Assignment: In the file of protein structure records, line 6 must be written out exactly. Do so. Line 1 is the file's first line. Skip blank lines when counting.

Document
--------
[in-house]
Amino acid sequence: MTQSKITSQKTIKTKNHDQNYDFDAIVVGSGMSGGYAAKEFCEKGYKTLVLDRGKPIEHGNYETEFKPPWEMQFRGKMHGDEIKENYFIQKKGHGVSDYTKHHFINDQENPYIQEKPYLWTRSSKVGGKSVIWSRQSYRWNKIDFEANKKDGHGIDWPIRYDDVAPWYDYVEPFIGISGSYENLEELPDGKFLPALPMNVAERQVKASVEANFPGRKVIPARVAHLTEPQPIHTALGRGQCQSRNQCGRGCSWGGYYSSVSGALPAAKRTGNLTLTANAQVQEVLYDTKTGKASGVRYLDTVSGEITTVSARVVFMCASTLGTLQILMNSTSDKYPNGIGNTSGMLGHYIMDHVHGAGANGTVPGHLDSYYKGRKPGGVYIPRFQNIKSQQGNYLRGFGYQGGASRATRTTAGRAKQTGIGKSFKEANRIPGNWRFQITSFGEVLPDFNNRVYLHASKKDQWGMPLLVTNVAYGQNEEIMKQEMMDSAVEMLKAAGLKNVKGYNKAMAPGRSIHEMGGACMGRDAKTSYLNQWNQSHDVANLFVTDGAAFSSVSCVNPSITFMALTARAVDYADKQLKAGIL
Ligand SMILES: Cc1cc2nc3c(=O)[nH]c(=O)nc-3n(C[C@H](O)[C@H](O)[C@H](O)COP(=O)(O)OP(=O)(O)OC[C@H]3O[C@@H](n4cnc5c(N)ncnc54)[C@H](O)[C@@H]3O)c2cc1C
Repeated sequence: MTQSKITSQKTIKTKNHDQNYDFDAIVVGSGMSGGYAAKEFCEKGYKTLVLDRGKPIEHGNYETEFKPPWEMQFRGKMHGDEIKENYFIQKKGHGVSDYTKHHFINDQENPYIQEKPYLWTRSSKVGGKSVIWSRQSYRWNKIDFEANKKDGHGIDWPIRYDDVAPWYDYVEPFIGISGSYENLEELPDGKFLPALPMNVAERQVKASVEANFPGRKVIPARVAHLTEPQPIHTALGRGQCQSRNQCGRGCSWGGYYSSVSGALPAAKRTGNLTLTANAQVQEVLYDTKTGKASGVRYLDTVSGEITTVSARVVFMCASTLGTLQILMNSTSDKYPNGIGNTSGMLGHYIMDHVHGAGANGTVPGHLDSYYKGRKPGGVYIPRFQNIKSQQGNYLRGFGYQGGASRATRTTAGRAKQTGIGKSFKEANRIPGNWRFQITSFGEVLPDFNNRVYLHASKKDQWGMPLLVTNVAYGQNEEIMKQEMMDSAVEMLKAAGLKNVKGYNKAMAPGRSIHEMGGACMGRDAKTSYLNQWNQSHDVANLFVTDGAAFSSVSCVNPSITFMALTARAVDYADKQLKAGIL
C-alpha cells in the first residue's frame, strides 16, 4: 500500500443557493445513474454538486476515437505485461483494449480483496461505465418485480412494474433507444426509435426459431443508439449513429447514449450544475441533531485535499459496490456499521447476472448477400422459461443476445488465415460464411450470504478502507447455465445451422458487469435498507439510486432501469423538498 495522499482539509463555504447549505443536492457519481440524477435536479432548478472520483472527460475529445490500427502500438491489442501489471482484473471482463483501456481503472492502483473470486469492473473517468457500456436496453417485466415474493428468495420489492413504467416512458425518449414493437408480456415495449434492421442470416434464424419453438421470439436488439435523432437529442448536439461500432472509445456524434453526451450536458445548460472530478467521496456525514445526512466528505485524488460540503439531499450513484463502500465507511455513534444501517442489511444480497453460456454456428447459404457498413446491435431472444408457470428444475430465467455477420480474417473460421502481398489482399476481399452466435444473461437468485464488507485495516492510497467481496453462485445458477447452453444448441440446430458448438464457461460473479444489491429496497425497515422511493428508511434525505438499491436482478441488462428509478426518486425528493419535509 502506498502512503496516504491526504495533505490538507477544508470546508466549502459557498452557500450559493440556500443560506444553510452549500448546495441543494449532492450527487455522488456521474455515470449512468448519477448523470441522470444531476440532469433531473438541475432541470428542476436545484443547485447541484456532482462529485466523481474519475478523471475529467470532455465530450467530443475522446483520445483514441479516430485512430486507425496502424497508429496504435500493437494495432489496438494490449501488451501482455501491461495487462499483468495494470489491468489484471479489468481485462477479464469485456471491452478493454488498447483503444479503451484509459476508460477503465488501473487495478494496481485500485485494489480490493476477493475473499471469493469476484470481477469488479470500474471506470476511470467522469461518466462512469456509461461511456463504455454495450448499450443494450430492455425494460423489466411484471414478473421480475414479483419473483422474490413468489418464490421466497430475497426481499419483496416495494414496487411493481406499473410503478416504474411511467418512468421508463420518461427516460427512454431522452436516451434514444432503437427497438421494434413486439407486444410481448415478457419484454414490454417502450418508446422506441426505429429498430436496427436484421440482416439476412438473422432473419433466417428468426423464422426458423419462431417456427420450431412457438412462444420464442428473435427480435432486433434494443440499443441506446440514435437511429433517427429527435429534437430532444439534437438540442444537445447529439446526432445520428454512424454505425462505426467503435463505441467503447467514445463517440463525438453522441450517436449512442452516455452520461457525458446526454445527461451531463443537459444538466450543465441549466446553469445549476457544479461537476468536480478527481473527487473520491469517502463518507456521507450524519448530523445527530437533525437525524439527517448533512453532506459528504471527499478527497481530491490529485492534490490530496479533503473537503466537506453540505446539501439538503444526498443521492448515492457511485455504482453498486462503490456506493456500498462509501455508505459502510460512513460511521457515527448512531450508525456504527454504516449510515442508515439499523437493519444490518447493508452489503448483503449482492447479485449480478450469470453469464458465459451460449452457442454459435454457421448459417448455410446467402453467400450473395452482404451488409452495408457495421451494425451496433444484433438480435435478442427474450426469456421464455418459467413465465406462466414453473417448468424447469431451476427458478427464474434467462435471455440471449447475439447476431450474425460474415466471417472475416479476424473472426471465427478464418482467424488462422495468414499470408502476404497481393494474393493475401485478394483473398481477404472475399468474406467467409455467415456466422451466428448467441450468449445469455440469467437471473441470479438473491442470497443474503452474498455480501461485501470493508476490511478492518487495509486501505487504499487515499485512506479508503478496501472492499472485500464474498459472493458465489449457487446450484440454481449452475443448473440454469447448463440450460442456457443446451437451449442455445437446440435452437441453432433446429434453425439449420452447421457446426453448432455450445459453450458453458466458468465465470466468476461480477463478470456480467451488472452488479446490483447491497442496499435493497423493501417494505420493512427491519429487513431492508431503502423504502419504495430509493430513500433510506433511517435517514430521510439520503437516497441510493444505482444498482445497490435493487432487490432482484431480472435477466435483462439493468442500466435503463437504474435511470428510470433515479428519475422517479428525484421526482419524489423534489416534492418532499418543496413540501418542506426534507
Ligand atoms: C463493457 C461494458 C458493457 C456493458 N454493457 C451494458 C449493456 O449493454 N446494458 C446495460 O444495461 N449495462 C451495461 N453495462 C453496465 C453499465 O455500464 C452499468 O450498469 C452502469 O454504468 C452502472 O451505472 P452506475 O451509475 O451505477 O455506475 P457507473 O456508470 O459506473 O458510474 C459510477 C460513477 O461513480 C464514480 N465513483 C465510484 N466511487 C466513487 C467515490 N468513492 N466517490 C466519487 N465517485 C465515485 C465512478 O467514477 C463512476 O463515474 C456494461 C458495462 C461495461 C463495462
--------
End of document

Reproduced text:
Ligand atoms: C463493457 C461494458 C458493457 C456493458 N454493457 C451494458 C449493456 O449493454 N446494458 C446495460 O444495461 N449495462 C451495461 N453495462 C453496465 C453499465 O455500464 C452499468 O450498469 C452502469 O454504468 C452502472 O451505472 P452506475 O451509475 O451505477 O455506475 P457507473 O456508470 O459506473 O458510474 C459510477 C460513477 O461513480 C464514480 N465513483 C465510484 N466511487 C466513487 C467515490 N468513492 N466517490 C466519487 N465517485 C465515485 C465512478 O467514477 C463512476 O463515474 C456494461 C458495462 C461495461 C463495462